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Strategic Culture and Violent Non-State Actors

Edward David Last wrote a 2018 PhD at the University of Southampton on strategic culture, Al Qaeda, and Al Qaeda in the Islamic Maghreb:

Last, Edward David (2018) Strategic culture and violent non-state actors: a comparative strategic cultural analysis of Al-Qaida and Al-Qaida in the Islamic Maghreb. University of Southampton, Doctoral Thesis, 602pp.Record type:

While strategic culture has traditionally been applied to states, this work adds to the emerging literature applying strategic cultural approaches to VNSAs. This analysis goes beyond these ideational approaches by also incorporating the concept of practices. In contrast to Alastair Johnston’s (1995a; 1995b) conception of strategic culture I concur with Colin Gray (1999b) that behaviour cannot be disentangled from culture. Indeed, narrative and behaviour, in the form of practices, are mutually constitutive of strategic culture (Lock 2010; Neumann and Heikka 2005). This study consists of a comparative strategic cultural analysis of two Salafi-Jihadist violent non-state actors: Al-Qaida-central and its franchise, AlQaida in the Islamic Maghreb (AQIM), employing concepts of strategic narrative and strategic practices.

AQIM, formerly known as the Salafist Group for Preaching and Combat or GSPC, rebranded as an Al-Qaida franchise in 2007, leading to speculation of a change from its Algeria-centric agenda to an anti-Western agenda. However, this has not been the case. Rather, AQIM has undergone a process of regionalization, expanding its operations beyond Algeria into Mali, Mauritania and Niger. Indeed, the study finds that while their strategic narratives share a number of common themes they are expressed in differing strategic practices. As such, the two organizations have distinct strategic cultures and differing strategic priorities. AlQaida prioritizes the battle against the far enemy, i.e. the West, whereas AQIM prioritizes the struggle against the near enemy, i.e. local regimes, deemed apostate, in the Maghreb-Sahel, primarily Algeria and Mali. Indeed, Al-Qaida primarily employs strategic practices of terrorism against Western civilians, whereas AQIM primarily employs guerrilla practices targeting local security forces.

Last’s PhD parallels my 2020 Monash University PhD that developed a new strategic culture framework for terrorist organisations, although I looked at Japan’s Aum Shinrikyo. I look forward to reading Last’s dissertation when it becomes available in June.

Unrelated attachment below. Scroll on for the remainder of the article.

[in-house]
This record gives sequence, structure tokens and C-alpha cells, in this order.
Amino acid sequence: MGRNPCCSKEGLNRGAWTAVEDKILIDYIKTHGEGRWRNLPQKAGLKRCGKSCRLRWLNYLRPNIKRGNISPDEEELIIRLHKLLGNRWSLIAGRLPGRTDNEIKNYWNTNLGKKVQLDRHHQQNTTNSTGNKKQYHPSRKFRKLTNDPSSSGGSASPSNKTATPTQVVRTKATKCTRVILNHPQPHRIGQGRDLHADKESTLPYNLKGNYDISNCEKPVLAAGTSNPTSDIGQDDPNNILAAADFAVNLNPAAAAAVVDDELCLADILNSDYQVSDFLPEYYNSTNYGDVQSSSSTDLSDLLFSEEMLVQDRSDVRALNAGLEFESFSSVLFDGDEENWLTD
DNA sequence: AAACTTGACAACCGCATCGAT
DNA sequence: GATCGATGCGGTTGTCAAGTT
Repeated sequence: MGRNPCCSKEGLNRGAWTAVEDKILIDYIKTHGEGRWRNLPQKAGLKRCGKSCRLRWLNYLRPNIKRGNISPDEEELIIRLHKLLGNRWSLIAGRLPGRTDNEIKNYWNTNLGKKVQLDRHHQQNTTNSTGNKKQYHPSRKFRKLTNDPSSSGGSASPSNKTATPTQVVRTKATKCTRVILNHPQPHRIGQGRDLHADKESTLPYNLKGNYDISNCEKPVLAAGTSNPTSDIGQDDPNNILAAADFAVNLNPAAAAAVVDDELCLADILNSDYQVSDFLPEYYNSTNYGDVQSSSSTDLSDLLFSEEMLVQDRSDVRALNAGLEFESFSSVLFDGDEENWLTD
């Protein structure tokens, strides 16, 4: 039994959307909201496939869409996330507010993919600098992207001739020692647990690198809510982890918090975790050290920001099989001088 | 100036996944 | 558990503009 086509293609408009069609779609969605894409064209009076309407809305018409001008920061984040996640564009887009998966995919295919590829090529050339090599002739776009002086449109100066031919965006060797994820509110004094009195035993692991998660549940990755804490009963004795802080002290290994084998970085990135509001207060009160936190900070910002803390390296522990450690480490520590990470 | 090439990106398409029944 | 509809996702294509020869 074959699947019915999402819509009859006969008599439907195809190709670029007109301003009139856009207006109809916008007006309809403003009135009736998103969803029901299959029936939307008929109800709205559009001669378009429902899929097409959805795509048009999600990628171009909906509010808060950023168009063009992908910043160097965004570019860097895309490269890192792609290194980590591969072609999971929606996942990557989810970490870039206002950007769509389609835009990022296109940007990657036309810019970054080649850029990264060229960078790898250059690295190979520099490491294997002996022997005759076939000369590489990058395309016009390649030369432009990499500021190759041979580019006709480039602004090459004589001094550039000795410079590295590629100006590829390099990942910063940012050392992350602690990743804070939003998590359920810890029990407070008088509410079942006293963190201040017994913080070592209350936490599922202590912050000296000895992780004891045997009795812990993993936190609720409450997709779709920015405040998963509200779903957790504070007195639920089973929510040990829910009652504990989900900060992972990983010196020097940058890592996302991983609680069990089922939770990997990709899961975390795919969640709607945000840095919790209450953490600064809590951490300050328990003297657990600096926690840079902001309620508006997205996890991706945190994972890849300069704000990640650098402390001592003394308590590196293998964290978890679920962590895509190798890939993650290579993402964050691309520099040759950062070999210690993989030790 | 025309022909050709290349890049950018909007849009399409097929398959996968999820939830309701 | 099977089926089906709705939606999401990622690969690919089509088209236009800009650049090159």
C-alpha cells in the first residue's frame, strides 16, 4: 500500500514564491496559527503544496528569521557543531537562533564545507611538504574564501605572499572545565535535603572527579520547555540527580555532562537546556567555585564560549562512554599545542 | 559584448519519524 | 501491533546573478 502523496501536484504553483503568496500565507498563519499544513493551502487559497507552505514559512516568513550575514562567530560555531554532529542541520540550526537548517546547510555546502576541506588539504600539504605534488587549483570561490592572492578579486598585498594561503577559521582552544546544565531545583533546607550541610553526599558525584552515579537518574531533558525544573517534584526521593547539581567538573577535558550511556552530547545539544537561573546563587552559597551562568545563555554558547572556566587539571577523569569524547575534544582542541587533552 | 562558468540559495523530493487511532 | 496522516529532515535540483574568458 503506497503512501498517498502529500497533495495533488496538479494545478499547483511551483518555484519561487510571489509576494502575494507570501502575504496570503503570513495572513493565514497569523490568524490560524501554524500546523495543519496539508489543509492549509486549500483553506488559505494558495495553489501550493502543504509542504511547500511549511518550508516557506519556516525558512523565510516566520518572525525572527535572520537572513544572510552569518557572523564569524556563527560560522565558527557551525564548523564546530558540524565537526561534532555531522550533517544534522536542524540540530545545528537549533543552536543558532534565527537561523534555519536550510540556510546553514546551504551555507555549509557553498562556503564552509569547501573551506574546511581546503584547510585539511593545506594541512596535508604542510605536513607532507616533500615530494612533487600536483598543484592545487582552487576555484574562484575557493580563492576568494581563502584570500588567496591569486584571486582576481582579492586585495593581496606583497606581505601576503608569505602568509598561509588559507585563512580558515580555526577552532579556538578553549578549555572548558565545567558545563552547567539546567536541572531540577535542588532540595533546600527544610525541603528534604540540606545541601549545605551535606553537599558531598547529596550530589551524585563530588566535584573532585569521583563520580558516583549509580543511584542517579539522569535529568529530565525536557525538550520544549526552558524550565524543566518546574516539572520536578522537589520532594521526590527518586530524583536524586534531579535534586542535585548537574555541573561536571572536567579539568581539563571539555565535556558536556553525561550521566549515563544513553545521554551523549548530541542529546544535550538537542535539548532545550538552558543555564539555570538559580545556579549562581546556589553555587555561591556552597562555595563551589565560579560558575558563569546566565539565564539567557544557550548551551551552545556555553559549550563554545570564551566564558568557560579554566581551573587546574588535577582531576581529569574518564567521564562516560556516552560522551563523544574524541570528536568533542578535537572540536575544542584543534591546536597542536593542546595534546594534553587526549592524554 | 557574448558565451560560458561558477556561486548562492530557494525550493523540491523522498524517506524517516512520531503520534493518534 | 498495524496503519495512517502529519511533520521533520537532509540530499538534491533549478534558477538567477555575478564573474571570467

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Radicalisation’s Core

Zin Derfoufi has a new article in Terrorism and Political Violence on the radicalisation-terrorism nexus. Derfoufi’s analysis of potential selection bias in terrorism studies has implications for the inclusion criteria of terrorists and terrorist organisations. The article’s abstract:

Is radicalization inherently conducive to terrorism? This paper addresses this fault-line within discourses on radicalization by analyzing the political awakening and mobilization of British Muslims operating in environments targeted by violent-extremists. The results show that despite undergoing the “root causes” and “triggers” associated with radicalization, and even having direct contact with violent-extremists, research participants still rejected terrorism. This paper analyzes why participants’ radicalism promoted resilience to political violence rather than propel them toward it. It challenges the selection bias within terrorism and radicalization studies which constrain our ability to understand this phenomenon by focusing on the rare cases of people who support terrorism while ignoring its more common trajectories of non-terror related activism (or apathy). In correcting this bias, this paper proposes a more holistic definition of radicalization grounded in the lived realities of people undergoing that process and concludes with a discussion on what the findings mean for the assumptions underpinning academic discourses on this matter and state counterterrorism policies.

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The Attitudes-Behaviors Corrective (ABC) Model of Violent Extremism

In my PhD’s literature review I considered several different models of violent extremism and terrorism. Now, James Khalil, John Horgan and Martine Zeuthern have a new explanation:

Progress in understanding and responding to terrorism and violent extremism has continued to stall in part because we often fail to adequately conceptualize the problem. Perhaps most notably, much of our terminology (for instance, “radicalization”) and many variants of our existing models and analogies (including conveyor belts, staircases and pyramids) conflate sympathy for this violence with involvement in its creation. As its name suggests, the Attitudes-Behaviors Corrective (ABC) model seeks to overcome this issue by placing this key disconnect between attitudes and behaviors at its core. In this paper, we first present the key elements of our model, which include a graphic representation of this disconnect and a classification system of the drivers of violent extremism. The former enables us to track the trajectories of individuals in relation to both their attitudes and behaviors, while the latter helps ensure that we consider all potential explanations for these movements. We then adapt these elements to focus on exit from violence, applying the dual concepts of disengagement and deradicalization. Finally, we conclude with a section that aims to provide the research community and those tasked with preventing and countering violent extremism with practical benefits from the ABC model.

The article’s emphasis on separating out attitudes from behaviours will be quite important for deradicalisation and disengagement initiatives.